Reduced spending = less demand for goods and services = less inflation.

What interest rates go up? Everything goes up together, meaning you have to pay more for your home loans1, but on the investment side — fixed deposits and bonds will return higher rates too.

4. Sounds Like Economics Is Pretty Easy…

I’ve tried to explain in simple words, but economics isn’t as easy as “If X, do Y” statements:

  • Milk price go up. Inflation here
  • Raise interest rates. Demand go down
  • Inflation back to normal. Everyone happy — drink milk

Instead, it’s a fine balancing act, where small decisions can have devastating effects.

Raise interest rates too high, and the economy might slow down too much. This can lead to a recession, where crime goes up, people lose their jobs, and families go hungry.

“Wait, that sounds like the effects of hyperinflation. Exactly what we wanted to avoid right?”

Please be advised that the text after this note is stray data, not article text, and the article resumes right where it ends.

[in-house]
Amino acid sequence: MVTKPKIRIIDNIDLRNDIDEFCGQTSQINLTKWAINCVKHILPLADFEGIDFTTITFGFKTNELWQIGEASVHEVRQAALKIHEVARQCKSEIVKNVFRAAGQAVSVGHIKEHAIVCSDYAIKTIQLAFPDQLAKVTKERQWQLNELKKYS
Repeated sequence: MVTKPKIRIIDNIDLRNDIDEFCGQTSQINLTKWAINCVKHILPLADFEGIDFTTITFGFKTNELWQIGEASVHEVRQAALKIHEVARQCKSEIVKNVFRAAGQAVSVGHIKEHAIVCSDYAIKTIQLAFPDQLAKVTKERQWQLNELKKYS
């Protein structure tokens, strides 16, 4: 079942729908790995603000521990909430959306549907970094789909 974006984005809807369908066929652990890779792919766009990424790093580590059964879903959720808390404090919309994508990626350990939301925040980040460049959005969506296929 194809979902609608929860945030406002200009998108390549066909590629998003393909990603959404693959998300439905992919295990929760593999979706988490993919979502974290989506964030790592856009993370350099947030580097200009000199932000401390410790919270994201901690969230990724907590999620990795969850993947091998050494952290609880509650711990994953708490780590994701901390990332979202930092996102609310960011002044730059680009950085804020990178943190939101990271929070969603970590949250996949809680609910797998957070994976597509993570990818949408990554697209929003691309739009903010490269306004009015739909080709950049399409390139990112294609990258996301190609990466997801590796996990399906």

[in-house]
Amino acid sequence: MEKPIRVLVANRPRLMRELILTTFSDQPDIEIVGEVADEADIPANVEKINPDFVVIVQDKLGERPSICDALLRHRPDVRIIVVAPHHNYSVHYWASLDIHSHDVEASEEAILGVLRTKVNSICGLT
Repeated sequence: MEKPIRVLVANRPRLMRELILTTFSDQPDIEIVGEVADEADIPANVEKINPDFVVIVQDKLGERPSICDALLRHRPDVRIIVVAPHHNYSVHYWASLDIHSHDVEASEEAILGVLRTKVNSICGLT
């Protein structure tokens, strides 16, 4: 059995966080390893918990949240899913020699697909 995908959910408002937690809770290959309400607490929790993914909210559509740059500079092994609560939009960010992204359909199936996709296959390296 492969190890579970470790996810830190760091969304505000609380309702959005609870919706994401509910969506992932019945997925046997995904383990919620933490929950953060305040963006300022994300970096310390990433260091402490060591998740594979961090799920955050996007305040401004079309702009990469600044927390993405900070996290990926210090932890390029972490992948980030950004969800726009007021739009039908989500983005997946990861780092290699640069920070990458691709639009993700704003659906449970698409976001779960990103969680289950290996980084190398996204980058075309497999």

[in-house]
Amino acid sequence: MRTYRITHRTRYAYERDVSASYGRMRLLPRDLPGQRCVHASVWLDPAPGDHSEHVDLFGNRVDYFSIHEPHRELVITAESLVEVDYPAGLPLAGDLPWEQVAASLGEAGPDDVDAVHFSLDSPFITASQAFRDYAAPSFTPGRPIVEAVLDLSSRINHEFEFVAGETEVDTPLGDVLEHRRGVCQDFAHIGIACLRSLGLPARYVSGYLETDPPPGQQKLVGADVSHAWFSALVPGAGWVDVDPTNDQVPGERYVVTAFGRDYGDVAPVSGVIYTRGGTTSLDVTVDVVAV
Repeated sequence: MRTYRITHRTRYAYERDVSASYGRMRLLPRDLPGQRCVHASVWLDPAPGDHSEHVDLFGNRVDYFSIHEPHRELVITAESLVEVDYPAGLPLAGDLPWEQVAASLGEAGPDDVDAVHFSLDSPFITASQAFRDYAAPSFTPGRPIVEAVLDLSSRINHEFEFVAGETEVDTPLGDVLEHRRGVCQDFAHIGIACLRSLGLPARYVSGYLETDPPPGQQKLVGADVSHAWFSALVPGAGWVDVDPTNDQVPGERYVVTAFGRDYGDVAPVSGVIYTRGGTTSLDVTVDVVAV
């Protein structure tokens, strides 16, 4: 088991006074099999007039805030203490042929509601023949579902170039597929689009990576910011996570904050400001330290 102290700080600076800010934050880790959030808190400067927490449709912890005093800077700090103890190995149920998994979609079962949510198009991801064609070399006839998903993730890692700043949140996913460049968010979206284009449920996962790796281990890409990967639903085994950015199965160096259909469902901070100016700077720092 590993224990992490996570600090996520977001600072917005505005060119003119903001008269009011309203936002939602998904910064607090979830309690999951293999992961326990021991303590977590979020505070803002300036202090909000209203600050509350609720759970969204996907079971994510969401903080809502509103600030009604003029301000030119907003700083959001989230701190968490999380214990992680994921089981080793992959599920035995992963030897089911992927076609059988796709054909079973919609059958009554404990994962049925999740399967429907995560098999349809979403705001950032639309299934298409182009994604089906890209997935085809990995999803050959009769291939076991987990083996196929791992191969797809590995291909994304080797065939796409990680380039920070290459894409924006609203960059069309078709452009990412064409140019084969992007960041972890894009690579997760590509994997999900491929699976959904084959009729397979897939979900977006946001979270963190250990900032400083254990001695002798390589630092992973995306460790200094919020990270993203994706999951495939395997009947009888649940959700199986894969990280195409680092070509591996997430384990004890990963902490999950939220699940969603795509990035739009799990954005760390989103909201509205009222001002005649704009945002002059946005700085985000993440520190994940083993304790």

Right. Of course, on the ladder of economic hells, a recession is better than hyperinflation. But the point I’m trying to make: In economics (as in life), there’s usually no 100% right or wrong answer. Swing too far either way and you’re fucked. Rather, it’s making trade-offs to find a reasonable solution.

Crucially, nobody can tell for sure what will happen next.

Nobody can guarantee a 0.75% interest rate increase is better than 1.0% right now. Even an exact science like physics is filled with uncertainties. Economics is not an exact science. So managing inflation is a never-ending cycle of taking action, monitoring the effects, then deciding what to do next.

Central bankers, please do your job well. 🙏

5. How To Deal With High Inflation

We’ve spoken a lot about inflation from a macro view. But what can you do as an individual?

One common suggestion is to “tighten your belt.” Reduce expenses to deal with higher prices.

(I guess this works from a macro perspective. In theory, if everyone reduces spending, demand goes down so inflation goes down.)

On an individual level though, it’s problematic. Especially if you’re not rich. I’m all for spending money wisely. But if you’re already struggling — as many people are — how much more expenses can you cut?